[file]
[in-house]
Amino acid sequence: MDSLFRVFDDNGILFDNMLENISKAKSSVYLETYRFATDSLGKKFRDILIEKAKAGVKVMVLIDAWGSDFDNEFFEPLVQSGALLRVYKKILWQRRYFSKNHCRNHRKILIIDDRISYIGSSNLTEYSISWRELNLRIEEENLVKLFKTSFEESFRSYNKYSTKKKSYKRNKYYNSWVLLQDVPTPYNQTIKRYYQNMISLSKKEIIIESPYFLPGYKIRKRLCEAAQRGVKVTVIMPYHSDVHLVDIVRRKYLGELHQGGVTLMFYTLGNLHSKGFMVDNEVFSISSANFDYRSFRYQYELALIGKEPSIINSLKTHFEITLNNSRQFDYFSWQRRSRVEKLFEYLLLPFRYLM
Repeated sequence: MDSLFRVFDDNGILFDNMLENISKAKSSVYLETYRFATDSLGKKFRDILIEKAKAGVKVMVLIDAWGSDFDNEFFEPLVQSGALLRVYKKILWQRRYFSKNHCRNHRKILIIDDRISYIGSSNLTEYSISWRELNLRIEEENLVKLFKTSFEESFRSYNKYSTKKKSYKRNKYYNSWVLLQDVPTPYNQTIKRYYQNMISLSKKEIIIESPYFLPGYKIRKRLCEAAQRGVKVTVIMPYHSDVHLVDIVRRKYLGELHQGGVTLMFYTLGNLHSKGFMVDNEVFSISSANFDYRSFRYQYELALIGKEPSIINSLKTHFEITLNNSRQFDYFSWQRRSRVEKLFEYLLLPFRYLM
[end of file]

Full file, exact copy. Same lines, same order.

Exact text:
[in-house]
Amino acid sequence: MDSLFRVFDDNGILFDNMLENISKAKSSVYLETYRFATDSLGKKFRDILIEKAKAGVKVMVLIDAWGSDFDNEFFEPLVQSGALLRVYKKILWQRRYFSKNHCRNHRKILIIDDRISYIGSSNLTEYSISWRELNLRIEEENLVKLFKTSFEESFRSYNKYSTKKKSYKRNKYYNSWVLLQDVPTPYNQTIKRYYQNMISLSKKEIIIESPYFLPGYKIRKRLCEAAQRGVKVTVIMPYHSDVHLVDIVRRKYLGELHQGGVTLMFYTLGNLHSKGFMVDNEVFSISSANFDYRSFRYQYELALIGKEPSIINSLKTHFEITLNNSRQFDYFSWQRRSRVEKLFEYLLLPFRYLM
Repeated sequence: MDSLFRVFDDNGILFDNMLENISKAKSSVYLETYRFATDSLGKKFRDILIEKAKAGVKVMVLIDAWGSDFDNEFFEPLVQSGALLRVYKKILWQRRYFSKNHCRNHRKILIIDDRISYIGSSNLTEYSISWRELNLRIEEENLVKLFKTSFEESFRSYNKYSTKKKSYKRNKYYNSWVLLQDVPTPYNQTIKRYYQNMISLSKKEIIIESPYFLPGYKIRKRLCEAAQRGVKVTVIMPYHSDVHLVDIVRRKYLGELHQGGVTLMFYTLGNLHSKGFMVDNEVFSISSANFDYRSFRYQYELALIGKEPSIINSLKTHFEITLNNSRQFDYFSWQRRSRVEKLFEYLLLPFRYLM